Matt Tanguay May 28, Your insights are incredibly valuable, and I am grateful that you guys exist! UX Research Articles Overview. Popular See All Benchmark UX Performances. Comments 8 so far. Doug Smith April 22, Thank you for such thorough analysis. Due to spam, you need JavaScript to do that. Best, Matt.


E-Commerce Checkout Usability

It has a great location, a well-designed store, good prices, and great products on the shelves. There are plenty of customers. Each day 1, customers pick down goods from the shelves and proceed to the cash register. But wait. How long do you figure this can go on before a store manager or the owner takes action? We are probably talking a few days at the most. Certainly not weeks, months, or years.


53 E-Commerce Checkout Articles

However, these cases often compare a non-optimized multi-step checkout with a new optimized one page checkout. During the research for our checkout usability report we found that users in general had relatively few problems navigating between multiple steps as long as a few simple guidelines are adhered to - the usability issues were primarily caused by what the customer had to do at each step. It has a name, which makes it easy to talk about. A concept that conveys of simplicity and ease-of-use for the customer.


Checkout UX

We have now tracked the global average cart abandonment rate for 7 years. Sadly, little has improved in those years, and the average cart abandonment rate currently sits at Stop for a second to consider that: after having gone through the trouble of finding a product and adding it to their cart, a whopping 2 out of 3 users choose to abandon their purchase. This new usability study is the result of 7 years worth of e-commerce checkout research — testing live production sites of major brands with real end-users — to figure out why those Now in all fairness, a large portion of cart abandonments are simply a natural consequence of how users browse e-commerce sites — it is users doing window shopping, price comparison, saving items for later, exploring gift options, etc. These are largely unavoidable cart abandonments.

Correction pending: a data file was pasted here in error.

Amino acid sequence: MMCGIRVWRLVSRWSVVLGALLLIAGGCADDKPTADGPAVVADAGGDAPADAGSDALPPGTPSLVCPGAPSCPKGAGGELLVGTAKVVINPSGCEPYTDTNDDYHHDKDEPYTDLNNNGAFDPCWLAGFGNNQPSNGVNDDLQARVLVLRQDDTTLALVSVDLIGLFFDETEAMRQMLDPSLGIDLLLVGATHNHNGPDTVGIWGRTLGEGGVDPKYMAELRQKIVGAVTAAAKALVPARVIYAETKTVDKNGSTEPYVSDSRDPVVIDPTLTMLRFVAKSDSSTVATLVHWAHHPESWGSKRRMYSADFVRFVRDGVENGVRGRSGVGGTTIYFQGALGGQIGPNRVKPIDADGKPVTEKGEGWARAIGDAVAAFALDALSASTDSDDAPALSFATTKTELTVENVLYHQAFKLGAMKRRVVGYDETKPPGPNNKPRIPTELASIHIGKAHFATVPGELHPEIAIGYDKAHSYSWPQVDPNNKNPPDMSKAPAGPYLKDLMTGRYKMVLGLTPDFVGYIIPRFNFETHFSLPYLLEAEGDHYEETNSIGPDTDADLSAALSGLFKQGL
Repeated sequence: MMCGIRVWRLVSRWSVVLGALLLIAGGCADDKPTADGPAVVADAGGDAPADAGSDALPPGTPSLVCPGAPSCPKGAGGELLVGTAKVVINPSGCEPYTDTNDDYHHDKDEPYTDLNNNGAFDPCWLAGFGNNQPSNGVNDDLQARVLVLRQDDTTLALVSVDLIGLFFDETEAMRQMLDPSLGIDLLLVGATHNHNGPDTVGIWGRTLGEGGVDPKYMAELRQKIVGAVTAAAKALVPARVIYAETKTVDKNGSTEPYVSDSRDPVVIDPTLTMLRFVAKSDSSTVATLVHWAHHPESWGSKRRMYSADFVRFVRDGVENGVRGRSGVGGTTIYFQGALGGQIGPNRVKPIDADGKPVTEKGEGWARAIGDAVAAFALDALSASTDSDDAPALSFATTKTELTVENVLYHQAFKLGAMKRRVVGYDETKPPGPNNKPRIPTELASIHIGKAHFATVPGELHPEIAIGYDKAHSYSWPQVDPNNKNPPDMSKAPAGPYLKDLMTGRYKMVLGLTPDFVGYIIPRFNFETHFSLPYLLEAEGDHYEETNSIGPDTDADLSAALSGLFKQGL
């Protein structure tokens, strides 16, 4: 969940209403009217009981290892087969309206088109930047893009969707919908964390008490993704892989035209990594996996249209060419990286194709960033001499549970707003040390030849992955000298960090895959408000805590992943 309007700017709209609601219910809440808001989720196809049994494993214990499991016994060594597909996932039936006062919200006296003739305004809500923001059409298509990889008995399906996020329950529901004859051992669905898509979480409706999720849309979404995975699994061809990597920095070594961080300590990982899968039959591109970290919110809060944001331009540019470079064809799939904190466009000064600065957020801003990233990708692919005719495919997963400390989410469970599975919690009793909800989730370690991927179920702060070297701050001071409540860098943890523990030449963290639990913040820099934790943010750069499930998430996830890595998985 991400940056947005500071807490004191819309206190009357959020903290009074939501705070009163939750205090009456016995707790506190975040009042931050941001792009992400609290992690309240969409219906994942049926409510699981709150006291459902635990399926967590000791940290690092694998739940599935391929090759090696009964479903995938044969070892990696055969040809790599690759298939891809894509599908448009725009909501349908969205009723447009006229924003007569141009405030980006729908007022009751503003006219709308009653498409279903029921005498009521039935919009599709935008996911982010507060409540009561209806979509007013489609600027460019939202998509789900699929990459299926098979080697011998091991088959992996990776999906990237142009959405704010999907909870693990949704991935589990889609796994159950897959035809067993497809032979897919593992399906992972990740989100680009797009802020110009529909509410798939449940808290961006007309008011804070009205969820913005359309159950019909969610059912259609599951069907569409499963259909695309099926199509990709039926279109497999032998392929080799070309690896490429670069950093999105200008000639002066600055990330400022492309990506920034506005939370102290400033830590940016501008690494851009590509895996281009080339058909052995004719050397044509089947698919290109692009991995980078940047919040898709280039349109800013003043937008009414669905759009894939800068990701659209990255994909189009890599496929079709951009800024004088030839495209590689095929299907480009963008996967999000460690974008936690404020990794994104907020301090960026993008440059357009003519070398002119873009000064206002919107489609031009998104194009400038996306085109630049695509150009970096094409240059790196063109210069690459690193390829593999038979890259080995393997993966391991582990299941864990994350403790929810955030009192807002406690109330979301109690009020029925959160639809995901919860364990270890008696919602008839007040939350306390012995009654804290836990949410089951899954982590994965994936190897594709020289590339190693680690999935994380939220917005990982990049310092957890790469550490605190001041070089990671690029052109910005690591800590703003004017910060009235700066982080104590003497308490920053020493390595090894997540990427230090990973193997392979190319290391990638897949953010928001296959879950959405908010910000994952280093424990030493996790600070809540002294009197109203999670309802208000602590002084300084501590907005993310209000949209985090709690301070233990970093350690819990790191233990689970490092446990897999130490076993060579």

This checkout study provides you with 7 years worth of checkout user testing and research, condensed into usability guidelines. Full access to the Checkout Usability study includes 17 reports with actionable checkout guidelines , and a benchmark database with 15, UX performance scores and 11, categorized checkout best-practice implementation examples. This research-based and pragmatic toolset will help you achieve the best possible checkout flow, user experience, and conversion rate. Learn more about getting Baymard Premium access. They really understand the needs of UX and Product Management professionals, and their deep experience in the eCommerce field allows them to offer sophisticated, nuanced insights. This original usability study focuses on how users behave during a checkout flow , where they get stuck, and why they abandon their purchase. Despite testing the checkout flows from 25 leading e-commerce sites, the test subjects encountered more than 2, usability issues in the process of going from the shopping cart to completing their order.